There's no shortage of scapegoats to take the blame for our love handles. And cheap "junk" food has long been one of the most popular ("High food costs may boost obesity among poor in U.S.," May 15). But remember: Just because it's popular, doesn't mean it's right. Health officials who campaign to remake our diets through snack taxes and zoning laws erroneously assume that consumers only eat "junk" food because of tight finances. But healthful food is cheaper than you might think. One USDA report found that there are literally "127 different ways to eat a serving of fruits and vegetables for less than the price of a three-ounce candy bar."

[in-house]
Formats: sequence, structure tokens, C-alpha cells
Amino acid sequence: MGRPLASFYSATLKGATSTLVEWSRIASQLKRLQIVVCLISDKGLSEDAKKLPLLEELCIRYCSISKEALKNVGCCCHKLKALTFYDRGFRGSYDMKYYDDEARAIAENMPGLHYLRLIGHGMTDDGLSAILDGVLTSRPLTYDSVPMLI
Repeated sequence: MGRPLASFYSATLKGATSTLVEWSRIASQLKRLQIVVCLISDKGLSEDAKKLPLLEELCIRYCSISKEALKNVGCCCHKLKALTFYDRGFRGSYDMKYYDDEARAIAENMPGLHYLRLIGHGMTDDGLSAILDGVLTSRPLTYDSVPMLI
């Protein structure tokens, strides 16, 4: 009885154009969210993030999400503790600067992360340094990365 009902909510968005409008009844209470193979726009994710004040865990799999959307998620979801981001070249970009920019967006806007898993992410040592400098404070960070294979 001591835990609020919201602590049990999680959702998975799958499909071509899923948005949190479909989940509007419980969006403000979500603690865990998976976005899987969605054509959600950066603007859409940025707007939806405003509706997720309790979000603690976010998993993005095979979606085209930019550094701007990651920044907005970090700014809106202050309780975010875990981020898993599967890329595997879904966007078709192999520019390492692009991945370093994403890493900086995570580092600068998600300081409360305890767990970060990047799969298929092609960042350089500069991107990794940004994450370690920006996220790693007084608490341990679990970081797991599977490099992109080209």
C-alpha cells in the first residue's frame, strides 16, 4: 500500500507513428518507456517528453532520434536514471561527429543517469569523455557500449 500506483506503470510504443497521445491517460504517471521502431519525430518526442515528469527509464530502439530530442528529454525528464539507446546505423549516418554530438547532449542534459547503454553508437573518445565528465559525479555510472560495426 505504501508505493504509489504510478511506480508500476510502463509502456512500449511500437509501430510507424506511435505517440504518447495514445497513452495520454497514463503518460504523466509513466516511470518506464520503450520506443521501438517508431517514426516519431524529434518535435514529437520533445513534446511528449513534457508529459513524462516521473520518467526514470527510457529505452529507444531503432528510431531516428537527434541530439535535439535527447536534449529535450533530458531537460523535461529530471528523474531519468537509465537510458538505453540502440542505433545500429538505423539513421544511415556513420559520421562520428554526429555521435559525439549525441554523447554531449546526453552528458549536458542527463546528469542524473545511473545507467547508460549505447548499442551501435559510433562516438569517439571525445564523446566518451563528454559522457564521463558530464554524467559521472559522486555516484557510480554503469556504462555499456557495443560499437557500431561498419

Though grocery prices seem to offer a convenient "straw man" for choosing ice cream over apples, studies show that our meal selection is mainly influenced by factors like taste, texture, hunger, cravings, time and convenience — not sticker shock.

Trice Whitefield

senior research analyst, Center for Consumer Freedom, Washington, D.C.